The Rev. Alison Cornish, January 8, 2012.
There is no life apart from one another… The question is not whether we are social, connected beings. That is a given. The question is how we shape our modes of being with one another and with the sources that uphold and sustain life.– Rebecca Parker
Today’s message has its beginning many years ago when I was officiating at a wedding of two seminary classmates of mine. They were young, and very much in love, and had gathered their family and friends at a somewhat unusual venue. You see, the groom had been for several years a Buddhist monk at a monastery in Rhode Island. After leaving the monastery to attend seminary – yes, you heard that right! – he met his bride-to-be, and together, they had continued a relationship with the Zen center. So they chose to be married at the monastery, and I was asked to co-officiate with the groom’s teacher, a somewhat formidable and imposing monk.
I had just come to the part of the ceremony, after the couple exchanges their vows, when I invite those in attendance to take a few moments of silence to contemplate, to touch in on, their own vows, their own promises made in love, to partners, family, friends. And in that moment I looked up and saw the rows of monks looking back at me, and realized, with a start, that we were gathered in the presence of some very different vows – the vows these monks had taken when they entered and made their commitments to the Buddhist community. I quickly added to my list of vows and promises “and those made in and to community” to those I had already noted. Perhaps I imagined it, but I thought I saw a few monks smile at the acknowledgement – a nod, as it were, to the presence of a multitude of covenants in that room.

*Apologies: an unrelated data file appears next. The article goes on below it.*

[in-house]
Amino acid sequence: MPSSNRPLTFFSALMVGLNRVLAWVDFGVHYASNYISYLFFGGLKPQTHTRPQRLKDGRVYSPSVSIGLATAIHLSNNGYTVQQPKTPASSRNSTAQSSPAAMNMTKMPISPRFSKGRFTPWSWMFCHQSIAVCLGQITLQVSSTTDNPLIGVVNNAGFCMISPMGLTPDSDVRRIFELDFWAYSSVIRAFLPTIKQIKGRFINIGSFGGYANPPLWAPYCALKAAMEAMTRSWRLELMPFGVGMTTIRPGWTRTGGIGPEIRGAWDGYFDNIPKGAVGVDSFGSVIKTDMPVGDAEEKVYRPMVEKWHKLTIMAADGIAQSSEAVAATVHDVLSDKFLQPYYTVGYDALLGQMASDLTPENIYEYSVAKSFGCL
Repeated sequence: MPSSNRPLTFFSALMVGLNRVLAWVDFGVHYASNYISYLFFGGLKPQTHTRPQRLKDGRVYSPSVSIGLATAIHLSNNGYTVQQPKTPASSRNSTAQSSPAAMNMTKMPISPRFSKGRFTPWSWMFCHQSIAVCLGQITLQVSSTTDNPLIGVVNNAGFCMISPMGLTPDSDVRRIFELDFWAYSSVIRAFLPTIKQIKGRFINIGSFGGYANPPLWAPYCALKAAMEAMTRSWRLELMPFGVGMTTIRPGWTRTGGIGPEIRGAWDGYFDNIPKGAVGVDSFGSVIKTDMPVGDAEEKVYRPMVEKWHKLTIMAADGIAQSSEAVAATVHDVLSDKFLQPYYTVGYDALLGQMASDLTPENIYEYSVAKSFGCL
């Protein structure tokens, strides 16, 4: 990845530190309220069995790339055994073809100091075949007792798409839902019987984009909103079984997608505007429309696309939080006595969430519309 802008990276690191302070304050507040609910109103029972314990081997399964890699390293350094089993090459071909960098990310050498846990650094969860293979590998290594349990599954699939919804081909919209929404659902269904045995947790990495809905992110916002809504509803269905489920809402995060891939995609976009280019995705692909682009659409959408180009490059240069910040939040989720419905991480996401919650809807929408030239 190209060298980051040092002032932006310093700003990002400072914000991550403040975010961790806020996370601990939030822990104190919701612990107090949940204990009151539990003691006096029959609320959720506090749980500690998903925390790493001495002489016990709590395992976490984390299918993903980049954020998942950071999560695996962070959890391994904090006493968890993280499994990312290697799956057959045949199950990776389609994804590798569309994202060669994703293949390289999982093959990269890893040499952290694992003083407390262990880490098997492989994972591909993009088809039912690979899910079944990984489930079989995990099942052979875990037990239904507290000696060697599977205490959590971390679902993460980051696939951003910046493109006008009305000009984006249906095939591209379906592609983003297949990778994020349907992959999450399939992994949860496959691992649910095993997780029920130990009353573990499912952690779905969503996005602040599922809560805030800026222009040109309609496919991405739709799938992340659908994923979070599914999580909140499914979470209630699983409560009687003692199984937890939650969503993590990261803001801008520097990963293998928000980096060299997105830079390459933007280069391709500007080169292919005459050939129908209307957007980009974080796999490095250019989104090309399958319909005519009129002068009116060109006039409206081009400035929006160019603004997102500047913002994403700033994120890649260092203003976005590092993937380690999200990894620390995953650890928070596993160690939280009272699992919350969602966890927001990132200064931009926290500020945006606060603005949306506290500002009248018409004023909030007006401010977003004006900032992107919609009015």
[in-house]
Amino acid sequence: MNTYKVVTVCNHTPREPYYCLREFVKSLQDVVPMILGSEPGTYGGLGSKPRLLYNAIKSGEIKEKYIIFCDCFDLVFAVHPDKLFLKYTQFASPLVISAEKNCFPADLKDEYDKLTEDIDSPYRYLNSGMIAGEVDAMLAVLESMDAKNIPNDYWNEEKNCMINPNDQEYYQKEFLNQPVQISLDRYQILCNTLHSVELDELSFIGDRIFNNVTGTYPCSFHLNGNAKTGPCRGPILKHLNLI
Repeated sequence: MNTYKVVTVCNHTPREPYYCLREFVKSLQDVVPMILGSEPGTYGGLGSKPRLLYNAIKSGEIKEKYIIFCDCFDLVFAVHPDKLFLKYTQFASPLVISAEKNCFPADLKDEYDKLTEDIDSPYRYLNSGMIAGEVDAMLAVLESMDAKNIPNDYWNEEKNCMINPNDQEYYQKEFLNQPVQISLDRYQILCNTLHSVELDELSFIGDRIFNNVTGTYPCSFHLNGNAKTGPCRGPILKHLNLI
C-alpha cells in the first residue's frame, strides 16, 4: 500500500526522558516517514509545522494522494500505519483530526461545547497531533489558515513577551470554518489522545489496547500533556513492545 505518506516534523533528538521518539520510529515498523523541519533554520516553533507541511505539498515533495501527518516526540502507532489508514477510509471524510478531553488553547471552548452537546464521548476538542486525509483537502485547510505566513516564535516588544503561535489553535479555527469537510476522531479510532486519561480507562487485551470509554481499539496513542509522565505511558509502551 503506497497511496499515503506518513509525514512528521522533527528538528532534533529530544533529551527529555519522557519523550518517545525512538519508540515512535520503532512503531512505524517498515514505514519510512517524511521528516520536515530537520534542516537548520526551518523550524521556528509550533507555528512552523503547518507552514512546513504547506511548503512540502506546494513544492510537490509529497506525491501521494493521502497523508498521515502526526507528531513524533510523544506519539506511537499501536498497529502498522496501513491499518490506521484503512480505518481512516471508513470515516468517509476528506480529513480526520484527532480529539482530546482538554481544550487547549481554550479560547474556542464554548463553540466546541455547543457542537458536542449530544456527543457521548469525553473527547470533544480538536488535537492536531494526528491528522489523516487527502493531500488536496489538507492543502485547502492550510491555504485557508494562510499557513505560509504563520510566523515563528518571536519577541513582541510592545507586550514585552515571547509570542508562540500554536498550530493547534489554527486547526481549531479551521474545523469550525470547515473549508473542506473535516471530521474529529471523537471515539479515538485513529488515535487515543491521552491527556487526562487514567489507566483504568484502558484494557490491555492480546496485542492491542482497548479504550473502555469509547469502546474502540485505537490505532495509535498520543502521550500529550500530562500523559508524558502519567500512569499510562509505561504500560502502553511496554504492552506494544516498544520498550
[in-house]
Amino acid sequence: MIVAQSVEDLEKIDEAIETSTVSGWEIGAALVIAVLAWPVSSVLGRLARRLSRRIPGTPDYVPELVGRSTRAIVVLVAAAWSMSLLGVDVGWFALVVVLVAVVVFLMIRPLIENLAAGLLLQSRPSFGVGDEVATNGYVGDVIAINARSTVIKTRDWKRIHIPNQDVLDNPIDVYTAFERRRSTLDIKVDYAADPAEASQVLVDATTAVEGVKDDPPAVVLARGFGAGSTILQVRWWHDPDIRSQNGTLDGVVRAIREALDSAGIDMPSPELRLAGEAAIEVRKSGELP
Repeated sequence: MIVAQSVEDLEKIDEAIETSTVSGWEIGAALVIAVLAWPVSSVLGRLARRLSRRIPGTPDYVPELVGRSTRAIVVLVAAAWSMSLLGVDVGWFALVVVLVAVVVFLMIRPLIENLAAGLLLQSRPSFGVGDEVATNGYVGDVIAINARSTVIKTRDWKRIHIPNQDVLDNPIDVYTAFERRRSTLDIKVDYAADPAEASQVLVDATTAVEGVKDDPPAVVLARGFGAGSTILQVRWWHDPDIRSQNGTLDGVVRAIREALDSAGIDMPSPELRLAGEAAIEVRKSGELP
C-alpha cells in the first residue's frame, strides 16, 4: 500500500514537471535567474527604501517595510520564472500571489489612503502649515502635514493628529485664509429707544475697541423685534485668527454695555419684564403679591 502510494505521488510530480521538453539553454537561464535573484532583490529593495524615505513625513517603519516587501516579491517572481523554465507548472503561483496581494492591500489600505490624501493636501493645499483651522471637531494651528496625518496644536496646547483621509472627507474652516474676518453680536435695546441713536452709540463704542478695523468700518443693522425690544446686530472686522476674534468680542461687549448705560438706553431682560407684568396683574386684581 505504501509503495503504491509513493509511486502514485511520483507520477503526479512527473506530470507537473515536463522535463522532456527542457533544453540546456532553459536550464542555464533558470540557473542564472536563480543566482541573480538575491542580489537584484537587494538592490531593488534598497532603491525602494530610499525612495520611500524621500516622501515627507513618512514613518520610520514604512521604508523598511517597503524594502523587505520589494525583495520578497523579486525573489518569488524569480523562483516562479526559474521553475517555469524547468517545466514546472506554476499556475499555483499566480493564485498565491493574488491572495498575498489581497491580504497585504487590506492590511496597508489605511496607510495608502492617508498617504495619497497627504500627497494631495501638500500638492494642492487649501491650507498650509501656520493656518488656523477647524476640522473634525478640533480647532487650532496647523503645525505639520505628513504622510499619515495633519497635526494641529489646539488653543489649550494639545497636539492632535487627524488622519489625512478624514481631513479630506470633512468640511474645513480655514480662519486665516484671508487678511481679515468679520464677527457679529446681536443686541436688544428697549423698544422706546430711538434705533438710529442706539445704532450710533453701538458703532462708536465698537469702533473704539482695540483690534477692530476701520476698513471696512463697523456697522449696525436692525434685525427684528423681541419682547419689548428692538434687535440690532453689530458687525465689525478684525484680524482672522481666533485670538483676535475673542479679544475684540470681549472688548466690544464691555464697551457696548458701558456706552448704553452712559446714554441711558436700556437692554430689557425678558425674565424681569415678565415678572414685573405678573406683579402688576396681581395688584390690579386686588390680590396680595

Although that is the last wedding I officiated at a monastery, I have continued to use the words of the wedding ceremony that I hastily amended that day in each wedding I perform. After the couple exchanges their vows, and as part of the prayer that follows, I say, “May we also use these moments to remember our own sacred bonds, our own commitments and vows made to primary relationships, family members and friends, and communities. As our shared silence embraces these two people, may it also rekindle the pledges that ground each of our own lives.” I don’t know what people might make of it, calling out the explicit and perhaps implied promises that form the sea in which we swim each and every day. But the ceremony would now feel incomplete to me without that recognition.